Published by Twenty7 Books on August 25th 2016
Genres: Fiction, Thrillers
Source: the Publisher
1966. A horrifying crime at a secondary school, with devastating consequences for all involved.
2008. A life-changing gift, if only the recipient can work out why . . .
Bearing the scars of a recent divorce - and the splatters of two young children - Ellen Sutherland is up to her elbows in professional and personal stress. When she's invited to travel all the way out to Cheltenham to hear the content of an old woman's will, she can barely be bothered to make the journey.
But when she arrives, the news is astounding. Eudora Nash has left Ellen a beautiful cottage, worth an amount of money that could turn her life around. There's just one problem - Ellen has never even heard of Eudora Nash.
Her curiosity piqued, Ellen and her friend Kate travel to the West Country in search of answers. But they are not the only ones interested in the cottage, and Ellen little imagines how much she has to learn about her past . . .
Graham Minett's debut novel, The Hidden Legacy, is a powerful and suspenseful tale exploring a mysterious and sinister past.
I received this book for free from the Publisher in exchange for an honest review. This does not affect my opinion of the book or the content of my review.
How sure are we that we know everything about our past, and when the truth does start to come rattling out, how do we deal with it? These are the questions facing the protagonist of G.J. Minett’s début novel ‘The Hidden Legacy’, a fabulously taught thriller that weaves through time lines.
Ellen is professional. Ellen is busy. Between her career and her children, she’s not got enough time to properly process her recent divorce, let alone deal with a mysterious solicitors letter. Her curiosity is piqued however, and soon she discovers that she’s the sole beneficiary of Eudora Nash’s will. The only issue is, Ellen has no idea who Eudora Nash was. Once she’s investigated her inheritance, an idyllic cottage on the West coast, she decides to delve deeper into Eudora’s past, little realising it will raise questions and bring revelations about her own.
In 1966, John Michael Adams commits and atrocious crime against two older schoolgirls, that sees him incarcerated for many years. During this time, he undergoes psychological assessment that delves into the reason behind the attack, as well as helping him prepare for his eventual release with a new identity. His father is relocated, also with a new name, more for his own protection than his son’s due to the overwhelming negativity shown towards them at the time of the trial. As the years progress though, it’s clear that Adams may not have had the fairest of trials. But how are the two connected?
This is his first?
It’s incredible to think that ‘The Hidden Legacy’ is G.J. Minett’s first novel: rarely have I read a thriller so complex and tightly woven that hasn’t been born of decades of experience. Plotting here is extraordinary, with just about the right amount of information revealed to keep even the most experienced thriller fan turning the pages. Although the plot is intricate it doesn’t weigh down the narrative as Minett keeps the pace rapid and well-paced. With a lot of thrillers, you can often see reveals coming long before the characters, but here realisation dawns for the reader in tandem with them, resulting in many ‘Of course!’ moments.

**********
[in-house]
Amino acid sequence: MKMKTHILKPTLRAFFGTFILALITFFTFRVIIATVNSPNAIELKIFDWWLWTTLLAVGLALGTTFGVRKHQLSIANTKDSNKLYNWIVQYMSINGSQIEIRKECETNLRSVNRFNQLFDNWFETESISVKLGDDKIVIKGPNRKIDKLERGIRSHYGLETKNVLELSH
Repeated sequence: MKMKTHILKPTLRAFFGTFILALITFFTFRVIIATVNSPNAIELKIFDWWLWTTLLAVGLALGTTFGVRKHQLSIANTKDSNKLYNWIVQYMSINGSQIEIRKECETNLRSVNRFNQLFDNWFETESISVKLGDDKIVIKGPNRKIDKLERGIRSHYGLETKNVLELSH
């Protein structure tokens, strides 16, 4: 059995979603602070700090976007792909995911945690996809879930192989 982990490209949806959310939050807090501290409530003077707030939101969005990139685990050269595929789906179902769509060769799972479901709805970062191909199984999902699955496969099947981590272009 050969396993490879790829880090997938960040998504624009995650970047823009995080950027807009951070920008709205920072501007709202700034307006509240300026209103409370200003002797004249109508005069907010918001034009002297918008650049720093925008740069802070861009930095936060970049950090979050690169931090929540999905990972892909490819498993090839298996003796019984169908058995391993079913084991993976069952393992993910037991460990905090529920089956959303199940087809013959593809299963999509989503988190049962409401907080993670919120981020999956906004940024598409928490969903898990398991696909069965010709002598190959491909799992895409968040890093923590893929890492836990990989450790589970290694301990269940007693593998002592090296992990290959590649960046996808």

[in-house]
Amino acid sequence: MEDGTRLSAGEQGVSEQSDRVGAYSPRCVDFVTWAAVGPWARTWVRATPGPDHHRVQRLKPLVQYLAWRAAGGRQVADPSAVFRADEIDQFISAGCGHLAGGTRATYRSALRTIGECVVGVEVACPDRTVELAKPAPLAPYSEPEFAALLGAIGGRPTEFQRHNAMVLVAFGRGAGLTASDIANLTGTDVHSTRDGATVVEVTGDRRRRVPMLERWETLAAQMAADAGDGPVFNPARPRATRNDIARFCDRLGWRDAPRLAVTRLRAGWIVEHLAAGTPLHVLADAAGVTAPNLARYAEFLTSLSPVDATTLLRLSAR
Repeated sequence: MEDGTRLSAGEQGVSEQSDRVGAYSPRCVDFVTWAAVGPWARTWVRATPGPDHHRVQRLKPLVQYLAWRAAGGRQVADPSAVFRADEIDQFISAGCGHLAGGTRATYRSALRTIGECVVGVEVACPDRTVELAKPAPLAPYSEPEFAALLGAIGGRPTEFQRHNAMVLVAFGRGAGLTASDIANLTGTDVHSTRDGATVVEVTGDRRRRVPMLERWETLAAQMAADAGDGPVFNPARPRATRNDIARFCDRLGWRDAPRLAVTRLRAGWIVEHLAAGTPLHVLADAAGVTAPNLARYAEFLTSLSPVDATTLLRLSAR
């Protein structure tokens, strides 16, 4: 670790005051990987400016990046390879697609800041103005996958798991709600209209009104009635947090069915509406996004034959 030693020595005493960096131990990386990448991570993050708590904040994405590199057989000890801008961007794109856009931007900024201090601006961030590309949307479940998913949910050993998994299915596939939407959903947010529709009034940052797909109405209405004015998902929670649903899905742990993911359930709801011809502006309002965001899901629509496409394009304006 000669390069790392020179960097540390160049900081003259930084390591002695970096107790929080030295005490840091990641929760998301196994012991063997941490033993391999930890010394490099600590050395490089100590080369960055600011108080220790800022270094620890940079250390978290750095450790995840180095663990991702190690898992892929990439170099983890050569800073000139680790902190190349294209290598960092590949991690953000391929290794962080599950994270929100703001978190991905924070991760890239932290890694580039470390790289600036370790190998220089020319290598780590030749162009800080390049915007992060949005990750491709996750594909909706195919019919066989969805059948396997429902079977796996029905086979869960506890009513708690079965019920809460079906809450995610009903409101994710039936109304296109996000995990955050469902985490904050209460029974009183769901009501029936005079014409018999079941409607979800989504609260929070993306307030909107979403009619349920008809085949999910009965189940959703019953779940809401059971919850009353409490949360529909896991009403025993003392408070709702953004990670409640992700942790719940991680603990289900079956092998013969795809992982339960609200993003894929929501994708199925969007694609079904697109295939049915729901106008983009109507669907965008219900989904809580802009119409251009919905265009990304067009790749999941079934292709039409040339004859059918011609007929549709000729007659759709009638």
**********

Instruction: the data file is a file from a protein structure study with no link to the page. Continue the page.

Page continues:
Minett has clearly spent a long time researching for his character’s story arcs, especially when it comes to young boy John Adams, whose case mirrors many infamously perpetrated by minors. His is a sad tale that goes some way to explaining his crime, but Minett is always careful to never condone it. The awful heartbreak of the victim’s families is tragic yet it never feels like you’re rubbernecking at their grief: yes it’s dreadful, but it also drives some pretty shocking decisions and actions, resulting in very few ‘winners’ in this tale.
Wrap Up Warm…
Characterisation is for the most part, as strong as other aspects of ‘The Hidden Legacy’, although there were occasions where I found myself annoyed at Ellen’s lack of personality. She’s often cold and emotionless, with her actions very formulaic as if she’s on autopilot most of the time. It’s left to her friend Kate to provide any spark or warmth to Ellen’s segments, and her absence is felt when Ellen flies solo at any point. John Adams is well crafted and really gets under your skin, especially when his arc switches to his childhood and the events that lead up to him making the life-changing decision to attack the girls. His narrative does jump around a lot between his early years, his time in prison, psychotherapy sessions, his life after release, and it could get confusing, but clearly dated chapter headings put pay to that.
Minett uses weather wonderfully here, especially during the ‘flashback’ chapters, with his depiction of cold snow, or driving rain mirroring the desperation of the character’s journeys. At times the weather is almost a character in it’s own right as it steadily encroaches on the novel’s players, effecting their decisions and behaviour. When Minett takes the action indoors, the atmosphere does tend to drop, with more focus on the actions of the characters, although the cottage that Ellen inherits is outlined in glorious detail.
G.J.Minett is another author from Bonnier’s Twenty7 Books an imprint that publishes new authors first as ebooks, and then in paperback within the year. ‘The Hidden Legacy’ is published in paperback on the 25th August and I can’t recommend it highly enough. If you’re a fan of tension-filled, taught thrillers that build up to a really satisfying conclusion then this is a book you’ll love.
Minett’s second novel ‘Lie In Wait’ is published in ebook form, also on 25th August, and I’ll not only be reviewing that but G.J. Minett will be here with a fab guest post as well.
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